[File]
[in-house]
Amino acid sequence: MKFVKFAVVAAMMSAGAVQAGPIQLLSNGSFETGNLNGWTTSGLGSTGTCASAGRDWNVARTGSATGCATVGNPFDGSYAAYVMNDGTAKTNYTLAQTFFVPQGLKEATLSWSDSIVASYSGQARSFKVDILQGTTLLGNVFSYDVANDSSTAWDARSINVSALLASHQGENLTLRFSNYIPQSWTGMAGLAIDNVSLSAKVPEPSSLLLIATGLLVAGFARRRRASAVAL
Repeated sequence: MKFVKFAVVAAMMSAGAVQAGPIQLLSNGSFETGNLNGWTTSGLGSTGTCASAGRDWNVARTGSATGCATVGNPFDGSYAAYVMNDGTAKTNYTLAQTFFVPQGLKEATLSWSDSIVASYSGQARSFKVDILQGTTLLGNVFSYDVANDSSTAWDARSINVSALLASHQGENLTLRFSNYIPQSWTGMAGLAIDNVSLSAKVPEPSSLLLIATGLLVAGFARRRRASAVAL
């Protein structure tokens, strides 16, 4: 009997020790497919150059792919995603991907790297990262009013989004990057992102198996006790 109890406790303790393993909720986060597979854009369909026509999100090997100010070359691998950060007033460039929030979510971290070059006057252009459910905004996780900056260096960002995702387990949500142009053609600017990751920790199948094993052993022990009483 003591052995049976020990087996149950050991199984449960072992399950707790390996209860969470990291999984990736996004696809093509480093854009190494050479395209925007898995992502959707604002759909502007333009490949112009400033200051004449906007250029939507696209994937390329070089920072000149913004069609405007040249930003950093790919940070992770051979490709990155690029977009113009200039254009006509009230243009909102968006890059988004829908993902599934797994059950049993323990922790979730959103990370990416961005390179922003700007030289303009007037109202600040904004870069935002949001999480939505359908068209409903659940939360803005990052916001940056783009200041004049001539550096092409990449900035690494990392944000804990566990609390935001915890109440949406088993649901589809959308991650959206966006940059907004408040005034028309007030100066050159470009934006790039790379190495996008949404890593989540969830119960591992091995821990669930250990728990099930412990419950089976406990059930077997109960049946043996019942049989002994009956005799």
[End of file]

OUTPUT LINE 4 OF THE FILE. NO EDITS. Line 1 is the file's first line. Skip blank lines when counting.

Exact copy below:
């Protein structure tokens, strides 16, 4: 009997020790497919150059792919995603991907790297990262009013989004990057992102198996006790 109890406790303790393993909720986060597979854009369909026509999100090997100010070359691998950060007033460039929030979510971290070059006057252009459910905004996780900056260096960002995702387990949500142009053609600017990751920790199948094993052993022990009483 003591052995049976020990087996149950050991199984449960072992399950707790390996209860969470990291999984990736996004696809093509480093854009190494050479395209925007898995992502959707604002759909502007333009490949112009400033200051004449906007250029939507696209994937390329070089920072000149913004069609405007040249930003950093790919940070992770051979490709990155690029977009113009200039254009006509009230243009909102968006890059988004829908993902599934797994059950049993323990922790979730959103990370990416961005390179922003700007030289303009007037109202600040904004870069935002949001999480939505359908068209409903659940939360803005990052916001940056783009200041004049001539550096092409990449900035690494990392944000804990566990609390935001915890109440949406088993649901589809959308991650959206966006940059907004408040005034028309007030100066050159470009934006790039790379190495996008949404890593989540969830119960591992091995821990669930250990728990099930412990419950089976406990059930077997109960049946043996019942049989002994009956005799």